It’s important that a leader not become too isolated from his employees and the front lines of the business. Instead of spending all of his/her time in the corner office or in high level meetings, it’s critical that he/she walk the four corners of the building, regularly interacts with all levels of staff and gets out and meets with clients. I’ve found there is a direct relationship between how much time a leader actually spends communicating with people (at all levels of the company) and how they ultimately feel about their job. It’s very tempting to fall into the trap of becoming “Atlas” and carrying the weight of the world on your shoulders, but it is unwise, stressful, shortsighted and inhibits your ability to actually lead.
The primary job of a leader is to harness the energy and talents of a diverse group of people to achieve a common objective. They need to create an environment of shared responsibility and interdependency. Leadership is less about “doing” and more about “being.” Employees need to feel connected to something bigger than themselves but also understand how they fit in with this big picture. Moreover, successful organizations typically see their clients as partners and engage them in a constant dialogue around what constitutes value and success. To do all of the above, you need to be out there listening and communicating.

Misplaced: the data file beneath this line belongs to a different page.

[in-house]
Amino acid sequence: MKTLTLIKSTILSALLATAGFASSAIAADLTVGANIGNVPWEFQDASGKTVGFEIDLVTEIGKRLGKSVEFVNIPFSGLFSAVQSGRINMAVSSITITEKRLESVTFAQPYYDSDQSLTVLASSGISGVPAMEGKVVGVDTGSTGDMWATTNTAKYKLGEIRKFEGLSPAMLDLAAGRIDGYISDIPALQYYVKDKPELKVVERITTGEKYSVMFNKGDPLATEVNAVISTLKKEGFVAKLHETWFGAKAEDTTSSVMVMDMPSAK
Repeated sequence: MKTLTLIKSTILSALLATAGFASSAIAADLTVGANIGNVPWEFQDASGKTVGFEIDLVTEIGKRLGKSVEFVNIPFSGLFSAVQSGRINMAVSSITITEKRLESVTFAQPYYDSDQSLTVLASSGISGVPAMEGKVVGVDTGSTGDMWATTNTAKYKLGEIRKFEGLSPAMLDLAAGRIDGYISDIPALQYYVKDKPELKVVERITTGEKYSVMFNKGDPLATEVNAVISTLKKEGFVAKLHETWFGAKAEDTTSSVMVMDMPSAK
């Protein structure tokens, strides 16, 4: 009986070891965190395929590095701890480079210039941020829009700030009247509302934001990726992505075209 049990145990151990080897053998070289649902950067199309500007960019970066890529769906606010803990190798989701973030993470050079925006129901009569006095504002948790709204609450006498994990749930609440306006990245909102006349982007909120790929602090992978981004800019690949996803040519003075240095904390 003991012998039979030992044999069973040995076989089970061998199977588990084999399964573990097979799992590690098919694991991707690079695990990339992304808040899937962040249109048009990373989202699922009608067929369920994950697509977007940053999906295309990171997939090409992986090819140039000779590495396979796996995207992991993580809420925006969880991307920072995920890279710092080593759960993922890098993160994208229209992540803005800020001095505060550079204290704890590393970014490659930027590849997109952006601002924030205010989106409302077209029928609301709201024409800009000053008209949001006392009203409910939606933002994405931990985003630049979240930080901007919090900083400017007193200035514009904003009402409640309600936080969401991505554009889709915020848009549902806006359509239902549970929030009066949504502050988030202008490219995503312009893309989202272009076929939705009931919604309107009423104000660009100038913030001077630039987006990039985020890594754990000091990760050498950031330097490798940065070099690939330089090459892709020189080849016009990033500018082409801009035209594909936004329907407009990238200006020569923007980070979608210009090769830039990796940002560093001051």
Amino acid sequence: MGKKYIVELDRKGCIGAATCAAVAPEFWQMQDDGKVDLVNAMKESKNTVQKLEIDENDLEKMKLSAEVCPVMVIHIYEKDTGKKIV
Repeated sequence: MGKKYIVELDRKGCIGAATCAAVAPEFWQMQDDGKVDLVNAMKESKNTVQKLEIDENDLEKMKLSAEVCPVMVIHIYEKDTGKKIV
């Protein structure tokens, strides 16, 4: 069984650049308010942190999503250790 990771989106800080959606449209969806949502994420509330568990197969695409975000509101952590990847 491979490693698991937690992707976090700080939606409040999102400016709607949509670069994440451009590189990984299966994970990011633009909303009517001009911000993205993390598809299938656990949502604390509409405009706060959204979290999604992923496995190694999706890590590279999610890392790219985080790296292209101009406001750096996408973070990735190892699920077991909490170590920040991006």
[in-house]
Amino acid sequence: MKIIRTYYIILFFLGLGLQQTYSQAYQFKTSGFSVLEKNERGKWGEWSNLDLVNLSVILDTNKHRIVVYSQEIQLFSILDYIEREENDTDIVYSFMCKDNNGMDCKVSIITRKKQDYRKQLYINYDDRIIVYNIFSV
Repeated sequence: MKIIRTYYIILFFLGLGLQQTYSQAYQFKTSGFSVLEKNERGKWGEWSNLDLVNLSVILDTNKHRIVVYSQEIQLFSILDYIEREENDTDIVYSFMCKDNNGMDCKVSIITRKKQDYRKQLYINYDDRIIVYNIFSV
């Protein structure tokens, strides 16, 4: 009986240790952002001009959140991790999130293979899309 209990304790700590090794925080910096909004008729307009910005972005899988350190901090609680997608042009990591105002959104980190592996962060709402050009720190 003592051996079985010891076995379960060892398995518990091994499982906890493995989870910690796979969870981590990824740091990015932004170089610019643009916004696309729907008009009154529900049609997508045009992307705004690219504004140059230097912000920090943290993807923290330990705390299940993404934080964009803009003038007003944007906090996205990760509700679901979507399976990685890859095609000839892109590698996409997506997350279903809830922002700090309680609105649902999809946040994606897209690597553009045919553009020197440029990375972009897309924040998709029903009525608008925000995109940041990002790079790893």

It’s impossible to lead effectively by distancing yourself too far from what truly matters. No one person has all he answers nor does he/she have the full intellectual and common sense capacity to understand everything that needs to get done. Good ideas don’t just form naturally in a vacuum. As you grow it’s understandable to feel yourself getting pulled further and further from the day to day business of your company, but don’t fully succumb to this reality. Force yourself to stay connected to your people and your clients and the ride will seem less bumpy and success more enjoyable.
- Richard Branson: When All News Is Good News (entrepreneur.com)
- Rare Wisdom from Citrix CEO Mark Templeton about Hiearchy and Respect (bobsutton.typepad.com)